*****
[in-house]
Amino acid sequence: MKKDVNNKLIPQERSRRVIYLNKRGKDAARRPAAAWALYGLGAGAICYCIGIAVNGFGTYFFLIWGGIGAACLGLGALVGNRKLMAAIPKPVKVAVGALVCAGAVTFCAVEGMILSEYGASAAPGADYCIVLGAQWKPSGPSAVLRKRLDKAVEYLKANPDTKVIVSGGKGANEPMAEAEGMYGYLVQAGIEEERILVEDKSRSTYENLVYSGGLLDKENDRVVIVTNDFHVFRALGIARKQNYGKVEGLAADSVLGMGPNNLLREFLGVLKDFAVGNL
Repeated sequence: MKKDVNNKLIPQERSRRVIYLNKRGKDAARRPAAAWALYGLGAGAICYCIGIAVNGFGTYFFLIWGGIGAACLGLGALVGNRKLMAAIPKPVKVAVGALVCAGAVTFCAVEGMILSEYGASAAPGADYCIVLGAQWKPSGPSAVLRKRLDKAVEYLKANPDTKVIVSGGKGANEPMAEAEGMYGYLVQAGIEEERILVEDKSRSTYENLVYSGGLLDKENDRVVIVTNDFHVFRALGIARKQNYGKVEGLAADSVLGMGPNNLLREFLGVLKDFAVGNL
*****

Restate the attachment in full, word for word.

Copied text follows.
[in-house]
Amino acid sequence: MKKDVNNKLIPQERSRRVIYLNKRGKDAARRPAAAWALYGLGAGAICYCIGIAVNGFGTYFFLIWGGIGAACLGLGALVGNRKLMAAIPKPVKVAVGALVCAGAVTFCAVEGMILSEYGASAAPGADYCIVLGAQWKPSGPSAVLRKRLDKAVEYLKANPDTKVIVSGGKGANEPMAEAEGMYGYLVQAGIEEERILVEDKSRSTYENLVYSGGLLDKENDRVVIVTNDFHVFRALGIARKQNYGKVEGLAADSVLGMGPNNLLREFLGVLKDFAVGNL
Repeated sequence: MKKDVNNKLIPQERSRRVIYLNKRGKDAARRPAAAWALYGLGAGAICYCIGIAVNGFGTYFFLIWGGIGAACLGLGALVGNRKLMAAIPKPVKVAVGALVCAGAVTFCAVEGMILSEYGASAAPGADYCIVLGAQWKPSGPSAVLRKRLDKAVEYLKANPDTKVIVSGGKGANEPMAEAEGMYGYLVQAGIEEERILVEDKSRSTYENLVYSGGLLDKENDRVVIVTNDFHVFRALGIARKQNYGKVEGLAADSVLGMGPNNLLREFLGVLKDFAVGNL